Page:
It is, above all, the ternary or Trinitarian dimension of faith and trust that strikes you when reading the famous Psalm 91, a prayer that is precious to many religious traditions: «Whoever dwells in the shelter of the Most High will rest in the shadow of the Almighty. I will say of the Lord, “He is my refuge and my fortress, my God, in whom I trust"» (Psalm 91,1-2). This "trialogue" between the protagonist of the Psalm (who was perhaps spending the night in a temple waiting for an oracle in a dream), his God and a third party who teaches him trust-faith is very beautiful indeed. Biblical faith essentially has a ternary nature. Between a person of faith and his God there is also someone telling him that he can be trusted. This someone is a prophet, he is Abraham or Moses, he is the Torah, but he is also your brother or sister in faith. Psalm 91 does not tell us who this third person who teaches faith to the praying person is, and this anonymity is beautiful because that "someone" can be anyone, it can be me, it can be you. Not all of us have a prophet beside us to teach us about faith, but we all have a person who can teach us to believe and trust. A person who tells us: «Surely he will save you from the fowler’s snare and from the deadly pestilence. He will cover you with his feathers, and under his wings you will find refuge; his faithfulness will be your shield and rampart. You will not fear the terror of night, nor the arrow that flies by day, nor the pestilence that stalks in the darkness, nor the plague that destroys at midday» (Psalm 91,3-6). And we answer: «The Lord is my refuge!» (Psalm 91,9): this is the second movement of faith, when after having believed in whoever taught him or her the faith-trust, the believer makes his or her declaration of faith. This movement is second, because, first, there is someone giving me faith - faith will end on earth the day the last believer stops passing it on to someone else.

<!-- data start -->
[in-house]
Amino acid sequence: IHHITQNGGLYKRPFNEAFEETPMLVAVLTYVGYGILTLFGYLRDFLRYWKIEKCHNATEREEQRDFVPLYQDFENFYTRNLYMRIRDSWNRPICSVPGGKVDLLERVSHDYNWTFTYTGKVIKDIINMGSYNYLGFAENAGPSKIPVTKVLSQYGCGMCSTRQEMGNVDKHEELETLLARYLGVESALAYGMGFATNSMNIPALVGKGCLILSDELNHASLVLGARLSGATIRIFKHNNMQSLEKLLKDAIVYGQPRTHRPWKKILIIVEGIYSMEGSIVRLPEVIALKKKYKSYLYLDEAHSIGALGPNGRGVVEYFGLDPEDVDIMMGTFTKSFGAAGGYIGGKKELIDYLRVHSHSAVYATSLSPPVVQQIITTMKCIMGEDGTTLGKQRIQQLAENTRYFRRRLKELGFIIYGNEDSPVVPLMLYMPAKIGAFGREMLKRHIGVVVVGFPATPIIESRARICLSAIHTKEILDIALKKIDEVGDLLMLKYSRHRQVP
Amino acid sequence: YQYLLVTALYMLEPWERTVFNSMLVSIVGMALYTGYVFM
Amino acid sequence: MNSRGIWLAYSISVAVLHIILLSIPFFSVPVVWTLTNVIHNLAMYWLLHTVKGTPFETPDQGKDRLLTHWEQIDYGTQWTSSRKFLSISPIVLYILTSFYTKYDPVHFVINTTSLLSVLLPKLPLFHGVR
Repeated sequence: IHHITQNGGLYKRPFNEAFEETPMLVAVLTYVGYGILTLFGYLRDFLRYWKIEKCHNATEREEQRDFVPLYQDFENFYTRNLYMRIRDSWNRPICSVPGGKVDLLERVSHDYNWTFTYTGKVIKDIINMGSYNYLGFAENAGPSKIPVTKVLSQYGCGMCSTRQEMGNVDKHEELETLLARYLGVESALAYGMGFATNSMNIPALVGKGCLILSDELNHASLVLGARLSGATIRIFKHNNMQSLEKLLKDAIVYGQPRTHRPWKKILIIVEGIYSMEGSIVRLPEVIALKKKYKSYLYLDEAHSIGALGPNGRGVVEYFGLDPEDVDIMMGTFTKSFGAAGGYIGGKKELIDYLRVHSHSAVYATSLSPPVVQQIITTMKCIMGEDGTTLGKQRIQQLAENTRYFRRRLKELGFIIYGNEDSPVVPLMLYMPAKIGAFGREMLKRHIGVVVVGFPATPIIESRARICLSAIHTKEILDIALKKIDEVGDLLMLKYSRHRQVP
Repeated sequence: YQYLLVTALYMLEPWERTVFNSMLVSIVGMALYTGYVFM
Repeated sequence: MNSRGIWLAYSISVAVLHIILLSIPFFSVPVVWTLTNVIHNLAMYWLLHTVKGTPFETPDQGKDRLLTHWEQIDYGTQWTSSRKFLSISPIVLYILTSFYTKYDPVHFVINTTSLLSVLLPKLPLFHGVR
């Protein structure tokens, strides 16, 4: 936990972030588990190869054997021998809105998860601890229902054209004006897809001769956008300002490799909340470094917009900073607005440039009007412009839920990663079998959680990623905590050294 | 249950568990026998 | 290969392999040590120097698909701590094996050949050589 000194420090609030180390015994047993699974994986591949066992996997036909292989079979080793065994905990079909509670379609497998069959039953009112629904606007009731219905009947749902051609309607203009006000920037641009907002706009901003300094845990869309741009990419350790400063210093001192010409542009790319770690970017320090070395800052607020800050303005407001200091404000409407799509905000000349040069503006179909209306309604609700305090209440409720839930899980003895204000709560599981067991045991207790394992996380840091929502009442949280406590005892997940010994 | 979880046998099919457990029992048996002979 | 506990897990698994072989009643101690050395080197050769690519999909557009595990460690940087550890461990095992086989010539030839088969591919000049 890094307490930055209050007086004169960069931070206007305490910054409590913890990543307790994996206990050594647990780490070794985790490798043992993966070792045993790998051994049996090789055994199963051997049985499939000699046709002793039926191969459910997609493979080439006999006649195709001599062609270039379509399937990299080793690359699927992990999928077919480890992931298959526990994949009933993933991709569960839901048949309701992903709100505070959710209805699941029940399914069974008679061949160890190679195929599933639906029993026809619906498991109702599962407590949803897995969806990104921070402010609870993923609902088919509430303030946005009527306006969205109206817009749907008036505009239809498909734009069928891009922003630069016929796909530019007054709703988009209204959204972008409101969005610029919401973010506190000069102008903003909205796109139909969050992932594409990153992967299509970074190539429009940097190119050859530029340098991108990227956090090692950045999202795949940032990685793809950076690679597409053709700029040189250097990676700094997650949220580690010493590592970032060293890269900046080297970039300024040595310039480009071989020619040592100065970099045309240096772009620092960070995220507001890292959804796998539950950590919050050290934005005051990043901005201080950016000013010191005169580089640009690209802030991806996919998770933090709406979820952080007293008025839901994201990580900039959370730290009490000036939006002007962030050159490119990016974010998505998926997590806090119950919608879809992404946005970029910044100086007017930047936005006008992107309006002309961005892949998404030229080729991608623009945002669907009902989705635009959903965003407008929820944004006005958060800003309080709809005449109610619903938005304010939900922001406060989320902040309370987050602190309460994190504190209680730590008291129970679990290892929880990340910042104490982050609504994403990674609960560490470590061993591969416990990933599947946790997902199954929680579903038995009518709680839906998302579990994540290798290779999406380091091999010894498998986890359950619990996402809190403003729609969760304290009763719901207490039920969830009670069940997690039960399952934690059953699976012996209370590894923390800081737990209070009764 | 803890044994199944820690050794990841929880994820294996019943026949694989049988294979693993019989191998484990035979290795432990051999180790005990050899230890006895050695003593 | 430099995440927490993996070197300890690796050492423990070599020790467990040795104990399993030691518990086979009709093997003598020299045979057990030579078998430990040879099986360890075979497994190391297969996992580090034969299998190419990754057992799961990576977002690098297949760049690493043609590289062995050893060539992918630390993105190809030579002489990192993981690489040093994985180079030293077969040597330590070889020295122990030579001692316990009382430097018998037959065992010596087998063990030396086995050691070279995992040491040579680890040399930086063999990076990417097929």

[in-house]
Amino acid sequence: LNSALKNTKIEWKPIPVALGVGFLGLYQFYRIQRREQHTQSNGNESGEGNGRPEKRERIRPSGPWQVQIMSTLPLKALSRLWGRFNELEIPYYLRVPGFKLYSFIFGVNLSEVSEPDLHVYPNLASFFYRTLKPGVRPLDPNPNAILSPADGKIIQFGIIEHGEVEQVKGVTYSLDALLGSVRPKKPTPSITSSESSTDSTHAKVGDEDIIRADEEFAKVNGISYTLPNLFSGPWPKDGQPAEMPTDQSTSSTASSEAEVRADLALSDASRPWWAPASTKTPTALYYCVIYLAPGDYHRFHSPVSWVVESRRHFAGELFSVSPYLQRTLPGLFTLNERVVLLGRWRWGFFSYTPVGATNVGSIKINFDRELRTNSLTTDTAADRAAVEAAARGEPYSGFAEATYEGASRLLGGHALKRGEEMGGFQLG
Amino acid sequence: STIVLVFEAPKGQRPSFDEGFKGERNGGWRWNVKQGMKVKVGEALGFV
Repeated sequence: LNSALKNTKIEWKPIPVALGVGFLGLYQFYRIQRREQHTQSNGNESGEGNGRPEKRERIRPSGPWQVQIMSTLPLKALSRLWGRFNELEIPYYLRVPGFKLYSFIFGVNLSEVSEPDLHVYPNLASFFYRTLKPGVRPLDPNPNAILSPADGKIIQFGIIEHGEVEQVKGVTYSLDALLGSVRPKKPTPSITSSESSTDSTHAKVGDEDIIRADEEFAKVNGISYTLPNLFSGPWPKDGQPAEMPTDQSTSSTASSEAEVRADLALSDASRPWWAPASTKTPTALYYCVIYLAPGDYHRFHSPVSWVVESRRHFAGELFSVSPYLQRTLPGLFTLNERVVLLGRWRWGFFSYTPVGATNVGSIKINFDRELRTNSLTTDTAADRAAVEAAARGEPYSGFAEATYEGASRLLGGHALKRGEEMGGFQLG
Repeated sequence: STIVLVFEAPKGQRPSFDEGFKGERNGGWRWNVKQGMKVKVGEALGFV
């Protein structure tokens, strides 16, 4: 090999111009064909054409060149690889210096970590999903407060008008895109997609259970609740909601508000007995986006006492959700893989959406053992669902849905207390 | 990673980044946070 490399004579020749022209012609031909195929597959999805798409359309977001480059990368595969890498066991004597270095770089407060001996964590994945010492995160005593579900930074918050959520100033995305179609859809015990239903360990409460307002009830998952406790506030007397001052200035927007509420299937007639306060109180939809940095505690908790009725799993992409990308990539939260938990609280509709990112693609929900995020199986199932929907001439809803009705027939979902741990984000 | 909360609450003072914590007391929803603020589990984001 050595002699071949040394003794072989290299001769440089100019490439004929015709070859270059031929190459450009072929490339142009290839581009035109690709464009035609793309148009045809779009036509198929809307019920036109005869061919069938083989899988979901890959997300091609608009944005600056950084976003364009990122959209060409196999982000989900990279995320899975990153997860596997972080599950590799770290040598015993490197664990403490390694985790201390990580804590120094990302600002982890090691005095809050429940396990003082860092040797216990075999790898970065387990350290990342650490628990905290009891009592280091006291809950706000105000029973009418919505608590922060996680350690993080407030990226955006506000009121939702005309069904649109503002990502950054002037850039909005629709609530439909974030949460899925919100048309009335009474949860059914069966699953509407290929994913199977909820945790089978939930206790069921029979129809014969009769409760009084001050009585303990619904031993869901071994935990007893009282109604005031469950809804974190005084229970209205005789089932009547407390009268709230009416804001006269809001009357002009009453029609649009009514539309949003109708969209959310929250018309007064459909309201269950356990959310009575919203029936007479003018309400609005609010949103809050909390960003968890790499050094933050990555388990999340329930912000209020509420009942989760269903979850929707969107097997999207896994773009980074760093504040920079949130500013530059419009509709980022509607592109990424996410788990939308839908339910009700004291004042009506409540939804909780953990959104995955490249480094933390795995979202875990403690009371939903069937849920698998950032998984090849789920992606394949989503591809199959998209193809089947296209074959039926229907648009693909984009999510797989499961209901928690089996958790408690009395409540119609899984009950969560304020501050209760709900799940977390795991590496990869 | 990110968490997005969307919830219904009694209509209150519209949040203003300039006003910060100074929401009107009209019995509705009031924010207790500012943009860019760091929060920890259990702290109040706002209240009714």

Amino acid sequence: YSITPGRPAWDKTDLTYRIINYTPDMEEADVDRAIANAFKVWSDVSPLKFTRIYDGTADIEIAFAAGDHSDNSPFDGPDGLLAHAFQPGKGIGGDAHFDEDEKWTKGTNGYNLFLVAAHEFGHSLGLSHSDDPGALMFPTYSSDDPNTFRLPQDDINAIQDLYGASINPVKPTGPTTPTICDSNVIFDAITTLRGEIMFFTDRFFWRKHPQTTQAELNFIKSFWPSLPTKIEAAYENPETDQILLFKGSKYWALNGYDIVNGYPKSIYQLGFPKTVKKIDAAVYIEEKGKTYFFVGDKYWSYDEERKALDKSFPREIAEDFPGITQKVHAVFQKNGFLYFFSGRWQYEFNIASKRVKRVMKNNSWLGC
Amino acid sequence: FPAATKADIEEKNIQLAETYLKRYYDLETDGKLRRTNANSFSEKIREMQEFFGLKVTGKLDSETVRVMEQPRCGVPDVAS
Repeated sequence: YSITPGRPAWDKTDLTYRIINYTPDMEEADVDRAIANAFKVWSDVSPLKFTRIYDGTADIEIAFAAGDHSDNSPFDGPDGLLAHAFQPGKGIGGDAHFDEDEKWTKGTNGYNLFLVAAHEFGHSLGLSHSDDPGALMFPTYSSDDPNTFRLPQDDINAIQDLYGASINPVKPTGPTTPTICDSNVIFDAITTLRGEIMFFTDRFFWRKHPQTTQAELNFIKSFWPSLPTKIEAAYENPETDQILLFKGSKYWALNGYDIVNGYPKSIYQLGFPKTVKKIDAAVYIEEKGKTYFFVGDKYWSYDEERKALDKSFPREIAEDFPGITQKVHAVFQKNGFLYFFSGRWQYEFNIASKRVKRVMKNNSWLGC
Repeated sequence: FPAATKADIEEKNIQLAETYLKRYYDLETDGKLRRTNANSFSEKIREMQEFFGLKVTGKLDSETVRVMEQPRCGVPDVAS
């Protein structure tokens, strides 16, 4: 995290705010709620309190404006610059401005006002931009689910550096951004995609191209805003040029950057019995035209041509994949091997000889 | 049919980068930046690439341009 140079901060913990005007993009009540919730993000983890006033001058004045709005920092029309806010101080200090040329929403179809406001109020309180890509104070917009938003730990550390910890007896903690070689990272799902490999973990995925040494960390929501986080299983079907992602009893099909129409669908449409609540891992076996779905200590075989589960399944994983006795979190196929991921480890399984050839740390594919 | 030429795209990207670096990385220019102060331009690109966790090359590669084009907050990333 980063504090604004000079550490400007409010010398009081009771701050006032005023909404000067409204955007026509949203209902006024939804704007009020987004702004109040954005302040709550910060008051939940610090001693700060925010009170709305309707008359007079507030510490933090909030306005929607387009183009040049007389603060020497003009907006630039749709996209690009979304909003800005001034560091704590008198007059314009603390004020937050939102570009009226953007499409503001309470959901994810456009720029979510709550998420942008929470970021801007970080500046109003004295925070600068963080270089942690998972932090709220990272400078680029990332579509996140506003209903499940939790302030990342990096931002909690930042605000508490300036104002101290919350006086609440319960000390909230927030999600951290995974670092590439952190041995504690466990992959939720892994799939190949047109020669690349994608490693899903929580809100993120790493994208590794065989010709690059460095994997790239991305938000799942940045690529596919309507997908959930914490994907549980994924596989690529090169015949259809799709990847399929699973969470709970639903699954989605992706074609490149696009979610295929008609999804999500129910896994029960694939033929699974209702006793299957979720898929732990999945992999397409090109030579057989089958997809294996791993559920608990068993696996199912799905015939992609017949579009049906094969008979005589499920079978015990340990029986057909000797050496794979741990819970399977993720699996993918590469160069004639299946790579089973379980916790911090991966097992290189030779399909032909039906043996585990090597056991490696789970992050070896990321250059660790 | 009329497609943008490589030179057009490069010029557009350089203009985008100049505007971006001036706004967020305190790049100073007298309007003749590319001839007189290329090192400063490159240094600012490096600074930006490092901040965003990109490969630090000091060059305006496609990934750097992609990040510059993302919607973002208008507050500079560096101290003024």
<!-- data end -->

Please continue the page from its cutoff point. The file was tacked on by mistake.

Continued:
Here too lies the meaning and value of Tradition: it is the chain of people who have taught each other about faith, that cord of solidarity explained over the centuries, made up of people and communities who have learned to believe in God by believing in other people's words. A continuous dialogue between those who tell us to trust and us responding with our affirmative and then telling others to trust our word because they are not-ours. Biblical faith is believing in God by believing the people who speak to us in his name by sticking their head above the grass. It is always a community experience, an event that happens among people, a mutual relationship of trust. Sometimes we are unable to believe because we are unable to trust, and practicing inter-human trust is an excellent preparation for faith. Whoever does not trust anyone, does not believe in God either, whoever trusts little in men trusts God a little too, and hence faith becomes a cognitive act that cannot change our lives.